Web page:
[Show abstract][Hide abstract] ABSTRACT: Early studies proposed that DNA methylation could have a role in regulating gene expression during development [Riggs, A.D. (1975) Cytogenet. Cell Genet. 14, 9-25]. However, some studies of DNA methylation in known tissue-specific genes during development do not support a major role for DNA methylation. In the results presented here, tissue-specific differentially methylated regions (TDMs) were first identified, and then expression of genes associated with these regions correlated with methylation status. Restriction landmark genomic scanning (RLGS) was used in conjunction with virtual RLGS to identify 150 TDMs [Matsuyama, T., Kimura, M.T., Koike, K., Abe, T., Nakao, T., Asami, T., Ebisuzaki, T., Held, W.A., Yoshida, S. & Nagase, H. (2003) Nucleic Acids Res. 31, 4490-4496]. Analysis of 14 TDMs by methylation-specific PCR and by bisulfite genomic sequencing confirms that the regions identified by RLGS are differentially methylated in a tissue-specific manner. The results indicate that 5% or more of the CpG islands are TDMs, disputing the general notion that all CpG islands are unmethylated. Some of the TDMs are within 5' promoter CpG islands of genes, which exhibit a tissue-specific expression pattern that is consistent with methylation status and a role in tissue differentiation.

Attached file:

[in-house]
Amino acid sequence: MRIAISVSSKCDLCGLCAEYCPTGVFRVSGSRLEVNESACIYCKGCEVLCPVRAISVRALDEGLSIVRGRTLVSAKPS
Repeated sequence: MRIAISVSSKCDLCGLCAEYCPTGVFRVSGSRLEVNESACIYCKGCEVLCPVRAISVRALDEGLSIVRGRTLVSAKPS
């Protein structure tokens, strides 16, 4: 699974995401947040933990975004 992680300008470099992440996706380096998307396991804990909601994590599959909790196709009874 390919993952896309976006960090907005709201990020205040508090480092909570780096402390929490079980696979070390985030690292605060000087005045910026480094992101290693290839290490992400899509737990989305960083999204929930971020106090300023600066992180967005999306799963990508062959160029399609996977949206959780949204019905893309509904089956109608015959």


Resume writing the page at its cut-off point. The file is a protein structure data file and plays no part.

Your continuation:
Proceedings of the National Academy of Sciences 04/2005; 102(9):3336-41. DOI:10.1073/pnas.0408436102 · 9.67 Impact Factor